Before I return to my colleague, Congressman Walsh, I would also like to mention a proposal I intend to unveil in the months to come. Clearly, one of our greatest challenges in the next few years will be focusing public attention on the need for new ideas and creative solutions to the changing opportunities for senior citizen affordable housing. In this regard, I intend to lead an effort to create a bipartisan national commission on the affordable housing and health care facility needs of seniors in the next century.

    I expect to work with those inside and outside of Government, with State and local officials, and with Republicans and Democrats from Capitol Hill to Pennsylvania Avenue. The House leadership has enthusiastically endorsed the concept, and we have already received a number of requests from national figures to serve on the commission.
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    Today, none of us have all the right answers, but I promise you we will do our best to ask the right questions. In the weeks and months to come, I will be speaking more about our commission, and I look forward to working with all those interested in preserving and improving the quality of life for older Americans.

    It's my distinct privilege and honor to turn to my friend and colleague, the Chairman of the Subcommittee on VA, and HUD and Independent Agencies, Jim Walsh.


    Mr. WALSH. Chairman Lazio is one of the real leaders in Washington today on housing. He has come in with a very aggressive and unique approach to housing. His goals have been to improve our housing stock, to make it affordable and make public housing safe, and today we are talking about expanding senior housing options. These are all critical issues for our cities.

    As a former City Councilor here in Syracuse, I have been concerned about affordable housing for a long, long time. We are here today to talk about the future of affordable housing among the very important and vulnerable population in our society, the elderly.

    I have had the pleasure of working with some of the people who we will be presenting here today, Mr. Introne and Mr. White and others, to develop senior housing. I have a list of some of the Section 202 senior apartments in our community, and I will tick off the ones that have been developed since I went to Washington: Bishop Ludden, Malta House, Pompey North, Sacred Heart, Village Landing and a number of others were developed while I was on the City Council so I have been to most of those groundbreakings, and they are wonderful occasions.
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    Because what we have tried to do is develop the housing where the people live, where their kids are, where their grand kids are, so they don't have to travel across the State or country to visit with them. They want to stay in their communities and be comfortable with as little change as possible. They want security. These are the things Section 202 housing does.

    Chairman Lazio has made this a project. I am delighted he is here today in Syracuse to begin the series of hearings on Section 202 housing. It shows not only a commitment to the program nationally, but to New York State, our home State, something we are both very proud of. I don't know when the last time—and somebody could probably do the history on this—when the last time we had the person most responsible for authorizing new housing legislation in the House of Representatives and the Chairman of that Subcommittee that appropriates these funds.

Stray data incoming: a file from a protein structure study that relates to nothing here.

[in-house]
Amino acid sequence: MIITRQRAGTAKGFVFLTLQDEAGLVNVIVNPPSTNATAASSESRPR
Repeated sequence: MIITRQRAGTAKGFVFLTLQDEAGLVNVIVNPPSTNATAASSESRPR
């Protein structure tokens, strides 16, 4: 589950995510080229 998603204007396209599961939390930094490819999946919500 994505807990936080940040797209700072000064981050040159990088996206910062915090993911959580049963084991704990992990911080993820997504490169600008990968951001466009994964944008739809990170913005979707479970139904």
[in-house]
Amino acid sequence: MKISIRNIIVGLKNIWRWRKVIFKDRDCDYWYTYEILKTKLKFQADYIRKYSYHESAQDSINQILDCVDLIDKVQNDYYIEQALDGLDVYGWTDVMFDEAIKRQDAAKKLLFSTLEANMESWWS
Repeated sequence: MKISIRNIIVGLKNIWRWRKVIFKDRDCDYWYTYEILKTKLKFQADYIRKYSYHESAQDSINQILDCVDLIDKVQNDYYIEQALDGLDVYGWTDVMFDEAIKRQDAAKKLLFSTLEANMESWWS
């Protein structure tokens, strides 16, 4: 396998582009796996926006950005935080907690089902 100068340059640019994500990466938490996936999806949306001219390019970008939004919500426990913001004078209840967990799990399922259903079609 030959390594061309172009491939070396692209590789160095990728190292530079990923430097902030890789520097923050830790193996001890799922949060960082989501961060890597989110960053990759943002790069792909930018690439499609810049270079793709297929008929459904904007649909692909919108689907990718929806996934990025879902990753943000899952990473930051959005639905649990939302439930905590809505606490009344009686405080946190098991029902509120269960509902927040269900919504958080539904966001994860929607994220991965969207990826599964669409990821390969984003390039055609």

This is certainly a dynamic time for housing because we are both advocates for New York State, because we intend to get our fair share of affordable housing for our home State, and I think it's a great opportunity for us personally and for the State, and I intend over the next several weeks to announce a number of new initiatives, working with HUD and Fannie Mae and local housing activists to make a difference in the two years I chair this subcommittee.

    There are no guarantees in Washington. We are going to do the best we can with that. I anticipate being very agressive and very productive and very effective in advocating for improved housing conditions for all of my constituents here in Central New York. My focus, obviously, is very partial. I look forward to hearing the testimony from some of the experts in the development of this housing, but also some experts in living in this housing, and we have a panel coming up right now of individuals who know Section 202 housing as well as anyone does, and I am delighted to have you here.
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    Rick, please proceed.

    Chairman LAZIO. Let me tell you how happy I am to be here in Syracuse. It is a great area. I have been treated as if I was a hometown boy. I want to thank you, Jim. I am pleased to introduce the first panel of witnesses who I have just met previously.

    Ms. Rose Sylvester and Mr. Leonard Biscotti and Ms. Dorothy Phelps. Did I pronounce that correctly, Mr. Biscotti?

    Mr. BISCOTTI. Biscotti.

    Chairman LAZIO. All three witnesses are residents of Section 202 housing for senior citizens in Syracuse, New York. Both Ms. Sylvester and Mr. Biscotti are residents of Villa Scalabrini on East Willow Street, and Ms. Phelps lives in Independent Living Services on North Main Street.

    In Washington, the Federal Government spends hours debating the intricacies of the senior housing program, pertinent legislation, budget numbers and public policy strategy. However, it is your faces and the stories that you can tell us that mean the most when we ultimately decide how to shape the future of senior housing in America. I look forward to hearing from all of you about what the Section 202 housing program has meant to you and how it has affected your community in Syracuse.